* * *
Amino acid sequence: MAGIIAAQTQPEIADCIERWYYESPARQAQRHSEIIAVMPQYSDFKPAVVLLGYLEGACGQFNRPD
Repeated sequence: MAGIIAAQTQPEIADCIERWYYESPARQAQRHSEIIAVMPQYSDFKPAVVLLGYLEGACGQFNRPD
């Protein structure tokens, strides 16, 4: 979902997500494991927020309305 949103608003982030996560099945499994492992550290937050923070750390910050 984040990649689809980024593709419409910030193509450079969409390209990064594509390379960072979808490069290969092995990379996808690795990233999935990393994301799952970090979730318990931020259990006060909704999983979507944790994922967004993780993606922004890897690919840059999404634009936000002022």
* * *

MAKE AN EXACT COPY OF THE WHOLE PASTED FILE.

Amino acid sequence: MAGIIAAQTQPEIADCIERWYYESPARQAQRHSEIIAVMPQYSDFKPAVVLLGYLEGACGQFNRPD
Repeated sequence: MAGIIAAQTQPEIADCIERWYYESPARQAQRHSEIIAVMPQYSDFKPAVVLLGYLEGACGQFNRPD
């Protein structure tokens, strides 16, 4: 979902997500494991927020309305 949103608003982030996560099945499994492992550290937050923070750390910050 984040990649689809980024593709419409910030193509450079969409390209990064594509390379960072979808490069290969092995990379996808690795990233999935990393994301799952970090979730318990931020259990006060909704999983979507944790994922967004993780993606922004890897690919840059999404634009936000002022």